Around this time, Kennedy was representing the head of the real Italian mafia in the huge Pizza Connection trial. Kennedy was paid a quarter million and his entire defense amounted to putting the capo and a few underlings  on the stand just long enough for them to confirm there was a ban on heroin trafficking within the order. When that defense failed and the client got convicted, Kennedy put out the word it was his last mafia case. He might have been worried about getting a hit on himself.

But after Operation Green Merchant put the corporation in peril, I made a plea to bring back Hassle to save the company by igniting an activist response to DEA harassment on High Times. NORML had initially refused to be associated with the return of the Hash Bash, indicating Kennedy had likely been telling them not to get involved with my antics, but that changed after 10,000 people showed up on the University of Michigan diag.

Kennedy was seldom seen or heard-from, although everyone at the office remained on tippy-toes during his infrequent visits because his temper tantrums were legendary. Right before Hassle was purged, Hassle’s latest comic strip had blown the whistle on the government cover-up of alien spacecraft secretly sucking trichomes off outdoor cannabis plants, something responsible for a national decline in pot potency. Hassle had only managed to uncover this operation after being abducted by UFOs. Although all memories had been wiped by alien doctors, snippets were later recovered through hypnosis. The strip was a parody of the sort of UFO material found in supermarket tabloids, stories I assumed were planted by intelligence agencies to divert the dumbest among us away from any real conspiracies like the JFK assassination or MK/Ultra brainwashing. Even today I believe phony UFO stories are constantly floated by intel to keep people diverted and confused.

High Times catered to the most disreputable ads.

The night before the 15th anniversary party, the publisher was abruptly fired in one of Kennedy’s secretive midnight moves. Had he not been fired, that publisher would have become one of the biggest shareholders since he had purchased Tom’s widow’s shares, allegedly for $50,000. Gabrielle Schang wanted out of the company after Kennedy seized control from her, but that didn’t happen until after she’d fired most of the original staff, cutting down the vested-employee list considerably. Any employees hired after 1990 weren’t going to qualify, so my staff and I were the last ones in. There never was any information about the trust or what we stood to gain when it dissolved. Even after the trust dissolved in 2000, none of the employees were allowed a copy of the articles of incorporation, possibly because one stipulated minority shareholders could never audit the finances.

Much of what Kennedy did was illegal. Lying, cheating and stealing was in his wheelhouse and he ran High Times like an intelligence operation, on a need-to-know basis, while playing people off each other. Many decades later, the reason became clear: Kennedy had stolen the company from the rightful employees and subverted its founder’s mission, which had been to funnel all profit to NORML. But NORML only got some free ads, which cost the company nothing. Millions in profit went straight to Kennedy and Tom’s sister, Judy Baker, except for what the accountants could steal.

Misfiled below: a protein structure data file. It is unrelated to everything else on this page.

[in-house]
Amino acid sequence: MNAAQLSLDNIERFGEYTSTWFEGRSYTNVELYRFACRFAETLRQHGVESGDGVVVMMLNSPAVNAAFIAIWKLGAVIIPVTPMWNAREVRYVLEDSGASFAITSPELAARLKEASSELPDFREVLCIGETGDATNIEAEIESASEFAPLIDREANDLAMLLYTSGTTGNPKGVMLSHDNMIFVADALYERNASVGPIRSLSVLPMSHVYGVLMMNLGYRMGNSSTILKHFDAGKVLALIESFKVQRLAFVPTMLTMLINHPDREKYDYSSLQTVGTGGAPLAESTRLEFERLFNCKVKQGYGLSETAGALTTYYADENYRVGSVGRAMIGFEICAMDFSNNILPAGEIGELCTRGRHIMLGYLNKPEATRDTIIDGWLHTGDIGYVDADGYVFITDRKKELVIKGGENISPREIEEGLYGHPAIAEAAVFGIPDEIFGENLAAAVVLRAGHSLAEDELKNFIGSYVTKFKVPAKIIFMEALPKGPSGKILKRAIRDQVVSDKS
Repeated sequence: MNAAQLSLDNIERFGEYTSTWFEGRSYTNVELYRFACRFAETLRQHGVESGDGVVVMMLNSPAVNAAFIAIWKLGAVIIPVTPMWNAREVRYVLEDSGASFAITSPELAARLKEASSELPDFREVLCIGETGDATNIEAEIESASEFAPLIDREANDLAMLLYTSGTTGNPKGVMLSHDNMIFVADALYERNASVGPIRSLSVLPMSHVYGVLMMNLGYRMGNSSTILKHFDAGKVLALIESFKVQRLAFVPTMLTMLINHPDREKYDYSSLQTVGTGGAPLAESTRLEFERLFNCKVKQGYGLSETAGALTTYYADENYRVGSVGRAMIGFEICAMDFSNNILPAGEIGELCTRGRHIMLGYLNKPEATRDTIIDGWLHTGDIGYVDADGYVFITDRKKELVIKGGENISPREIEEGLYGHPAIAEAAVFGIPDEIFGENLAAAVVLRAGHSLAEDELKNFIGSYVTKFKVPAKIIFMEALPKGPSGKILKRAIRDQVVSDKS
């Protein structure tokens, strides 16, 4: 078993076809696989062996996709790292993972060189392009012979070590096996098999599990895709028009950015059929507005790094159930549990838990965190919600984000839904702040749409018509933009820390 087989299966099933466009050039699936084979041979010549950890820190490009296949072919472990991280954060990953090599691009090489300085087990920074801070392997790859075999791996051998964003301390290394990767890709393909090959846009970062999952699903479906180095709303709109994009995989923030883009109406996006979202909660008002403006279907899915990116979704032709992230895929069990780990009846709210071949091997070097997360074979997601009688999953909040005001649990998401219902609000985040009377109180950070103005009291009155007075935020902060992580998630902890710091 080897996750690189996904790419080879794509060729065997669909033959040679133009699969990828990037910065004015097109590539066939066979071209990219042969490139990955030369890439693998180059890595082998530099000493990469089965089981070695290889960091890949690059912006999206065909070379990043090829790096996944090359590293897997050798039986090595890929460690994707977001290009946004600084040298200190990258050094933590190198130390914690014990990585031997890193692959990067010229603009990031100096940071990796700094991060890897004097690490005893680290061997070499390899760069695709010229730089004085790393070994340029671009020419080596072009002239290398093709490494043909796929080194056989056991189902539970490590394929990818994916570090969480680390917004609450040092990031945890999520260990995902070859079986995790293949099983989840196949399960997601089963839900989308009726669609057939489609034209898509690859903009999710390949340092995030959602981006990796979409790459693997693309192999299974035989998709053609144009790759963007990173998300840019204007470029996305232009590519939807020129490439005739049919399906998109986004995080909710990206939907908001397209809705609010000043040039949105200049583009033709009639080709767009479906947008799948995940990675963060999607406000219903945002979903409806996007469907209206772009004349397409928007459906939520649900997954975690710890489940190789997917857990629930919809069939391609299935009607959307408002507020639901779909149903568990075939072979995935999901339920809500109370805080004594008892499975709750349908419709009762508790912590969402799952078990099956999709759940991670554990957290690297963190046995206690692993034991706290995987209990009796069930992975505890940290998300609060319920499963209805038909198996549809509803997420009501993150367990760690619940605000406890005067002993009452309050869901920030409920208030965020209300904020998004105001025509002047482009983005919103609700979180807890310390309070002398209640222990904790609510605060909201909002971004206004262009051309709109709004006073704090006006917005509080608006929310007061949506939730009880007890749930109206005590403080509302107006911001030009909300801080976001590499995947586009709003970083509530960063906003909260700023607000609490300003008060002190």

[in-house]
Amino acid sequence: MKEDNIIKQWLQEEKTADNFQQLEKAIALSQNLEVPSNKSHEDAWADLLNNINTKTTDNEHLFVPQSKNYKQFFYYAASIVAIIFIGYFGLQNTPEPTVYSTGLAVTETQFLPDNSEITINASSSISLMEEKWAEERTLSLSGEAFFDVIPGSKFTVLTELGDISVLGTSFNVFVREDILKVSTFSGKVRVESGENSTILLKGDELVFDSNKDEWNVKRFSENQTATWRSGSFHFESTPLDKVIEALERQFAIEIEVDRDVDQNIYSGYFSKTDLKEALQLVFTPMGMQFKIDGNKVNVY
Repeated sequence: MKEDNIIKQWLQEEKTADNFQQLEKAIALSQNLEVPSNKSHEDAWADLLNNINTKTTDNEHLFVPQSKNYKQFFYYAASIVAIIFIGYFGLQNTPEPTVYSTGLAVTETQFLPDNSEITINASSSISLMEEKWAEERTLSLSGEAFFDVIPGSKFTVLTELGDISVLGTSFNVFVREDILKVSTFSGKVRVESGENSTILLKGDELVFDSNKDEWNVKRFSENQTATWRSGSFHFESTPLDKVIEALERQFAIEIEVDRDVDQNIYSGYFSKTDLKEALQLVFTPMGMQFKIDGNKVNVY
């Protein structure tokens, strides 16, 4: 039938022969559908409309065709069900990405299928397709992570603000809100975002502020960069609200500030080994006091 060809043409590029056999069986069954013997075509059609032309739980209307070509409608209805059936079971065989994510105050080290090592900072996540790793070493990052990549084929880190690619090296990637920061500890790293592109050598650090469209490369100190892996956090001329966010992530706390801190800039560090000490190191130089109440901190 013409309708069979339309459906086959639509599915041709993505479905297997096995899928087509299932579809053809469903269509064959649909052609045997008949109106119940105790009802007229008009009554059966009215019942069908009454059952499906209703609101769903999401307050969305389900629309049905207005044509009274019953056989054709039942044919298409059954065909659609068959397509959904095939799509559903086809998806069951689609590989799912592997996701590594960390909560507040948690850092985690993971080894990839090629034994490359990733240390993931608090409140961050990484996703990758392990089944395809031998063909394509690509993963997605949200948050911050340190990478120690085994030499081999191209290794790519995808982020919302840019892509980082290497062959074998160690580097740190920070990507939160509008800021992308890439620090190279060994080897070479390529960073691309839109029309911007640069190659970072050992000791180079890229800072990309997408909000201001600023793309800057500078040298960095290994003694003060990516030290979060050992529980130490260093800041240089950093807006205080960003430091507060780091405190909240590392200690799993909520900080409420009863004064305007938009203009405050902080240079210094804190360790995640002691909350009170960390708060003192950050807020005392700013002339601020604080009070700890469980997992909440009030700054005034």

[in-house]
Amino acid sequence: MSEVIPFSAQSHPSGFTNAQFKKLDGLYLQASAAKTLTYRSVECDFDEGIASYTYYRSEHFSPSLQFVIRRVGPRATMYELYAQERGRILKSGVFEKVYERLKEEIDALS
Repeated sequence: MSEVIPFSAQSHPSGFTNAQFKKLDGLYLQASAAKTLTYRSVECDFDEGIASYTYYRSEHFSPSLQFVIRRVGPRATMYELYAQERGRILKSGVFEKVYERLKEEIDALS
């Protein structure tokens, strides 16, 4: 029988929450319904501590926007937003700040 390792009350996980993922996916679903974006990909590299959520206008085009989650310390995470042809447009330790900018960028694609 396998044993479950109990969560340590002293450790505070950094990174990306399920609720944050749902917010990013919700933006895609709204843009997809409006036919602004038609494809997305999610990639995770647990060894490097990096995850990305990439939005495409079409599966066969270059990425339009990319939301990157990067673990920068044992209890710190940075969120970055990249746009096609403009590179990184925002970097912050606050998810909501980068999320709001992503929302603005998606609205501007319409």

Another fact became clear as well. Kennedy had been the secret leader of a terrorist network of avowed Communists who attempted to instigate a violent takeover of the Constitution by planting bombs and distributing weapons and explosives, mostly to blacks either recently returned from Vietnam or released from prison.

The Weather Underground murdered at least three police officers and were involved in the kidnapping of Patti Hearst and subsequent shoot-out between the Symbionese Liberation Army and police. Supplying MK/Ultra psychopaths with automatic weapons had been their prime directive. Like Charlie Manson, who was likely being run by MK/Ultra scientists, the Weather Underground sought to instigate a race war. Even after Timothy Leary outed Kennedy as the leader of the nation’s most-wanted terrorists, Kennedy escaped serious investigation and his terrorist group was lionized afterward by Hollywood while the two primary leaders under Kennedy came out of the cold and waltzed into university gigs with pensions.

On October 26, 1989, agents arrested 119 people while raiding stores in 46 states. Business records and customer lists were carted away by the wheelbarrow. Many of these companies went out-of-business immediately and for the next two years, names and addresses seized would be milked during ongoing raids. Typically, if your address appeared on the list, they’d check your power consumption and if it was deemed excessive, a flyover of your property with an infrared camera would follow.

Operation Green Merchant was well-planned and executed by the DEA and intended to shut down The Seed Bank, High Times, Sinsemilla Tips and most of the indoor grow industry in one fell swoop. The DEA had worked on the plan for over a year infiltrating grow stores with agents posing as medical users who entrapped clueless employees by discussing cannabis as medicine.

By the end of 1991, DEA agents had interrogated hundreds, including scientists at NASA’s horticultural research facilities who had ordered grow equipment, while arresting 1,262 people, dismantling 977 indoor grows, and seizing $17.5 million in assets. Dozens served between 4-to-15-year prison terms, many with mandatory minimums that blocked any sentence reductions.

The first day, two DEA agents showed up at the High Times office to deliver a subpoena on me. I was ordered to hand over all correspondence I’d had with Nevil while making an appearance in New Orleans. I didn’t know it at the time but one of Nevil’s primary remailers in Michigan had turned State’s Evidence and provided names and addresses of all Nevil’s customers he had shipped seeds to.